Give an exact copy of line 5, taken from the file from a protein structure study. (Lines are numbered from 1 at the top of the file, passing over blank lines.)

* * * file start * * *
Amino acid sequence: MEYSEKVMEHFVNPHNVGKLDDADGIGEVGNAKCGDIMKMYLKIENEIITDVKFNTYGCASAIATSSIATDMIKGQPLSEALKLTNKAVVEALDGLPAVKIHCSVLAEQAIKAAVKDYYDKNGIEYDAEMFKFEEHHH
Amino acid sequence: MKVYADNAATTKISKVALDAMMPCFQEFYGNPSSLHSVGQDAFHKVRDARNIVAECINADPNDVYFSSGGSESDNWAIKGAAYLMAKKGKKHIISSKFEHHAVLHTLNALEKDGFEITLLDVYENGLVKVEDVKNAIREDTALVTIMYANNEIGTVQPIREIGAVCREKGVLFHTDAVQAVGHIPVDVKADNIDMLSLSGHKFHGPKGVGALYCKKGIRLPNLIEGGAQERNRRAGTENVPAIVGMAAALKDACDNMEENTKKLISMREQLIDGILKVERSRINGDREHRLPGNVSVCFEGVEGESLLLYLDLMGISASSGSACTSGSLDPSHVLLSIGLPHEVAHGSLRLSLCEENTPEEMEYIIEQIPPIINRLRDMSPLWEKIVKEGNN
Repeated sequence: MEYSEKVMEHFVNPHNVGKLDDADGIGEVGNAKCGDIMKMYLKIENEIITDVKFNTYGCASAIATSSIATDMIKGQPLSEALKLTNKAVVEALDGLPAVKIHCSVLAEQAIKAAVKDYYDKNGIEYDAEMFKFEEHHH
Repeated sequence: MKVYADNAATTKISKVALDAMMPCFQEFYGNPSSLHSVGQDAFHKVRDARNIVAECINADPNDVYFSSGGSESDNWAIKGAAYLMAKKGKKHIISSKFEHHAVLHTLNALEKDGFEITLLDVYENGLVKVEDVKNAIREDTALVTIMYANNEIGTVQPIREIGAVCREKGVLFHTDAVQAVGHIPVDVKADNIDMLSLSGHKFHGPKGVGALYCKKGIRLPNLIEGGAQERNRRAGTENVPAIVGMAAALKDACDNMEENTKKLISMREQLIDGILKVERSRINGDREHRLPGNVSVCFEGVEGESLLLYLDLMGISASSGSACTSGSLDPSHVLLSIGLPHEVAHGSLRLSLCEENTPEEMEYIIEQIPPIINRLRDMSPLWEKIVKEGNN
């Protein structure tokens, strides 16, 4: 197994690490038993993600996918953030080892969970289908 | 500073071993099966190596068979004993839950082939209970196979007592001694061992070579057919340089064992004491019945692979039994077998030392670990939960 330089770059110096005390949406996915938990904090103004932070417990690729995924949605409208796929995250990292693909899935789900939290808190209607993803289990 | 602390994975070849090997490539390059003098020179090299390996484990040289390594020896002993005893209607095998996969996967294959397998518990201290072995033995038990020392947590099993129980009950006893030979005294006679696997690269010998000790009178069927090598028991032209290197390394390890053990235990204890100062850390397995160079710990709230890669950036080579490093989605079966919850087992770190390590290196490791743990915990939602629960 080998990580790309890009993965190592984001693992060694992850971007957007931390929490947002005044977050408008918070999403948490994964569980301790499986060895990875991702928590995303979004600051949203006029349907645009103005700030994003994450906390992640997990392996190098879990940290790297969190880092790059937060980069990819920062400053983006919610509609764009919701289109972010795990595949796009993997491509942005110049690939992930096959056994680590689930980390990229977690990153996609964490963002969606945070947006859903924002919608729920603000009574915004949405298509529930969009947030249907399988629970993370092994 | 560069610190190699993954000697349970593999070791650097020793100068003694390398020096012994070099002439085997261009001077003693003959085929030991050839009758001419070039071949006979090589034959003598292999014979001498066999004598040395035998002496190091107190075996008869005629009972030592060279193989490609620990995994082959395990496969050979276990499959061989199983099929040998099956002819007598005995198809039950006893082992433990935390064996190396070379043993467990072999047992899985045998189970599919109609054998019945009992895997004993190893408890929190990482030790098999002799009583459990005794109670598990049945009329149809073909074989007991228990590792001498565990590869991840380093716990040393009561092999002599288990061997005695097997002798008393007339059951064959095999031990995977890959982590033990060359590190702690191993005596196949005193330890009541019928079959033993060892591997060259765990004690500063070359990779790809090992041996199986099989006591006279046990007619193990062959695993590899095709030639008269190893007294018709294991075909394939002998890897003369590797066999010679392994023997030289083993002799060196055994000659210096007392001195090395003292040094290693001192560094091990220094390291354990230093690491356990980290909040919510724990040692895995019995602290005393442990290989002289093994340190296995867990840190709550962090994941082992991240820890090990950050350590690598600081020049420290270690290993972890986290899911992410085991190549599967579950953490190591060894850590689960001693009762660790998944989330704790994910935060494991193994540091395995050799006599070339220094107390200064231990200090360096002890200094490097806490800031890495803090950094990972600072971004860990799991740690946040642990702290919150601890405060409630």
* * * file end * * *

């Protein structure tokens, strides 16, 4: 197994690490038993993600996918953030080892969970289908 | 500073071993099966190596068979004993839950082939209970196979007592001694061992070579057919340089064992004491019945692979039994077998030392670990939960 330089770059110096005390949406996915938990904090103004932070417990690729995924949605409208796929995250990292693909899935789900939290808190209607993803289990 | 602390994975070849090997490539390059003098020179090299390996484990040289390594020896002993005893209607095998996969996967294959397998518990201290072995033995038990020392947590099993129980009950006893030979005294006679696997690269010998000790009178069927090598028991032209290197390394390890053990235990204890100062850390397995160079710990709230890669950036080579490093989605079966919850087992770190390590290196490791743990915990939602629960 080998990580790309890009993965190592984001693992060694992850971007957007931390929490947002005044977050408008918070999403948490994964569980301790499986060895990875991702928590995303979004600051949203006029349907645009103005700030994003994450906390992640997990392996190098879990940290790297969190880092790059937060980069990819920062400053983006919610509609764009919701289109972010795990595949796009993997491509942005110049690939992930096959056994680590689930980390990229977690990153996609964490963002969606945070947006859903924002919608729920603000009574915004949405298509529930969009947030249907399988629970993370092994 | 560069610190190699993954000697349970593999070791650097020793100068003694390398020096012994070099002439085997261009001077003693003959085929030991050839009758001419070039071949006979090589034959003598292999014979001498066999004598040395035998002496190091107190075996008869005629009972030592060279193989490609620990995994082959395990496969050979276990499959061989199983099929040998099956002819007598005995198809039950006893082992433990935390064996190396070379043993467990072999047992899985045998189970599919109609054998019945009992895997004993190893408890929190990482030790098999002799009583459990005794109670598990049945009329149809073909074989007991228990590792001498565990590869991840380093716990040393009561092999002599288990061997005695097997002798008393007339059951064959095999031990995977890959982590033990060359590190702690191993005596196949005193330890009541019928079959033993060892591997060259765990004690500063070359990779790809090992041996199986099989006591006279046990007619193990062959695993590899095709030639008269190893007294018709294991075909394939002998890897003369590797066999010679392994023997030289083993002799060196055994000659210096007392001195090395003292040094290693001192560094091990220094390291354990230093690491356990980290909040919510724990040692895995019995602290005393442990290989002289093994340190296995867990840190709550962090994941082992991240820890090990950050350590690598600081020049420290270690290993972890986290899911992410085991190549599967579950953490190591060894850590689960001693009762660790998944989330704790994910935060494991193994540091395995050799006599070339220094107390200064231990200090360096002890200094490097806490800031890495803090950094990972600072971004860990799991740690946040642990702290919150601890405060409630």